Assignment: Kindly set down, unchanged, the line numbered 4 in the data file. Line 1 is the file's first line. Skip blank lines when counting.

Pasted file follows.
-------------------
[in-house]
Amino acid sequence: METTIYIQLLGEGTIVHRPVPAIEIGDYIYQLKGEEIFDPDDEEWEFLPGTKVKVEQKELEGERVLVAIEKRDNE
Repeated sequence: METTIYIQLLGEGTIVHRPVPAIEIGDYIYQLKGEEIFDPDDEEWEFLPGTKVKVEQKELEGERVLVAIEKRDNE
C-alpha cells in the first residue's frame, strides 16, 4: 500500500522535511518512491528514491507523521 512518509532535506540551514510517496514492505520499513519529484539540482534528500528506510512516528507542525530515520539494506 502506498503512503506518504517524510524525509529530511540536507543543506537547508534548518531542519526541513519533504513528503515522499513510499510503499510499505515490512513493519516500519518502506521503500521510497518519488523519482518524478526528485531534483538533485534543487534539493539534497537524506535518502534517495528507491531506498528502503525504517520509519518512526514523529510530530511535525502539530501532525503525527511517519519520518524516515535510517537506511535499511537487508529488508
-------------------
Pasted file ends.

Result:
C-alpha cells in the first residue's frame, strides 16, 4: 500500500522535511518512491528514491507523521 512518509532535506540551514510517496514492505520499513519529484539540482534528500528506510512516528507542525530515520539494506 502506498503512503506518504517524510524525509529530511540536507543543506537547508534548518531542519526541513519533504513528503515522499513510499510503499510499505515490512513493519516500519518502506521503500521510497518519488523519482518524478526528485531534483538533485534543487534539493539534497537524506535518502534517495528507491531506498528502503525504517520509519518512526514523529510530530511535525502539530501532525503525527511517519519520518524516515535510517537506511535499511537487508529488508